The ninth annual Maryland Million Day was highlighted by racing’s latest storybook horse, Taking Risks, who captured the $150,000 Classic in track record time of 1:543⁄5 for 13⁄16 miles, and became Two Punch’s first Maryland Million winner.
Thanks to his winning homebred Warning Glance, Stuart S. Janney III entered a four-way tie with Hal C.B. Clagett, Anderson Fowler and Glade Valley Farms as leading Maryland Million breeder; J. William Boniface took the lead in trainer standings; and Caveat moved to the top of the sire rankings.
Following an injunction and three weeks of negotiations surrounding Two Punch’s proposed move to Kentucky, it was declared the Mid-Atlantic’s leading sire would stay in Maryland at Northview Stallion Station when owners Eleanor Ross and Charles Taylor agreed to sell him to Richard Golden, co-owner of Northview, and his partners. Golden fully syndicated the horse in one day, selling 30 shares for $1.8 million.
- Maryland was the only Mid-Atlantic state to make the top 10 list according to The Jockey Club’s 1992-93 breeding statistics for stallions, ranking sixth in live-foal production (1,630) and seventh in breeding activity (2,479 mares bred). The nation’s registered foal crop declined by about 6 percent in 1993. Some 6,858 stallions covered 65,759 mares in 1992, resulting in 40,452 foals in 1993.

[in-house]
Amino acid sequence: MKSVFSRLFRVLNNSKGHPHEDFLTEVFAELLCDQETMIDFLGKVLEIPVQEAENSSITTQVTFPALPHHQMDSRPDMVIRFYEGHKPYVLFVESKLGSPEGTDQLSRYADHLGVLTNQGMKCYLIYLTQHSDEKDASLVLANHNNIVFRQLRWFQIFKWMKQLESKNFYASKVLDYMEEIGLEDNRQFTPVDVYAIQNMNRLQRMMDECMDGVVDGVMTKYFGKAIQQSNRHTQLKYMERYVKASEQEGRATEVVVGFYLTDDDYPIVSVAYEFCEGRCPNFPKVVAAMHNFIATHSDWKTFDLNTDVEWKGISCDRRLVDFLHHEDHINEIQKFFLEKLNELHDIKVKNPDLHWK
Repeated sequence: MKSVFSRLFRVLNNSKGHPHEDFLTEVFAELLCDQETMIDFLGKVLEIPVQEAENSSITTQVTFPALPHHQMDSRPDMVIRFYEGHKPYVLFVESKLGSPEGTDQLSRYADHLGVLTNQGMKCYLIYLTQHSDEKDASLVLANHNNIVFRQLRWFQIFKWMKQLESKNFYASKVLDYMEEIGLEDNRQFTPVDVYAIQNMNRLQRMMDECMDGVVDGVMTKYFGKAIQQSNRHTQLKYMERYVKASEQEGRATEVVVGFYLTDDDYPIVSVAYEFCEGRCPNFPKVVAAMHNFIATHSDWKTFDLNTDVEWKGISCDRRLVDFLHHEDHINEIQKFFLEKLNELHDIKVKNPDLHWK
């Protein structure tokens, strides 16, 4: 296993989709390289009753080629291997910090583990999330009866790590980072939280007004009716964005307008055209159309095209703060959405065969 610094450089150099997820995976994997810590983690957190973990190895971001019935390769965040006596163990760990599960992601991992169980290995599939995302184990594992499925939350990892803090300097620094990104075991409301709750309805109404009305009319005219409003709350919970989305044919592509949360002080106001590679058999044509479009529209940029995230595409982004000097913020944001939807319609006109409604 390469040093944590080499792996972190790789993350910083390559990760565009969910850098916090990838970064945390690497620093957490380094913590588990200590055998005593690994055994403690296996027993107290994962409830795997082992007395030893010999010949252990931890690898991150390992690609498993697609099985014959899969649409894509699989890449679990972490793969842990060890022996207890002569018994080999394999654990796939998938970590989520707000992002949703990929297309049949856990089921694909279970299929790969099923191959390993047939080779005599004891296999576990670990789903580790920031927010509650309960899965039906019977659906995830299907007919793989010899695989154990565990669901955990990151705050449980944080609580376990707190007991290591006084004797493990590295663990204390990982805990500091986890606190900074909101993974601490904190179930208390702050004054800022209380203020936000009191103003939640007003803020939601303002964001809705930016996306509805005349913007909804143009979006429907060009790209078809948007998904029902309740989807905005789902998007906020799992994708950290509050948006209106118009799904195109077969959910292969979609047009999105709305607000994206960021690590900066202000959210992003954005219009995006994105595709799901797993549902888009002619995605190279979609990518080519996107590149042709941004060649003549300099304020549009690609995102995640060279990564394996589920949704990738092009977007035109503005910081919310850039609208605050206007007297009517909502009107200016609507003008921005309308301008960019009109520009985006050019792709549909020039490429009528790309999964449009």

- West Virginia-bred Soul of the Matter won by a neck over Maryland-bred Concern in the Super Derby-G1 at Louisiana Downs, showcasing the strength of the Mid-Atlantic region in Grade 1 competition in just a little over a month. Adding Grade 1 scores were Virginia-bred Paradise Creek in the Arlington Million; Colonial Affair, also hailing from Virginia, who became the Mid-Atlantic’s newest millionaire with his victory in Saratoga’s Whitney Handicap; Maryland-bred Taking Risks in the Phillip H. Iselin Handicap at Monmouth; and Virginia-bred Prenup in Belmont’s Jerome Handicap.
- The Virginia Racing Commission awarded a track operator’s license to Arnold Stansley for the state’s first race track. The proposed $40 million facility, Colonial Downs, would be along I-64 in New Kent County, southeast of Richmond, on 345 acres of land owned by the Chesapeake Corporation. A Maryland/Virginia racing circuit was chartered for the summer of 1996, with Laurel and Pimlico agreeing not to race during Stansley’s 102-day Thoroughbred meet.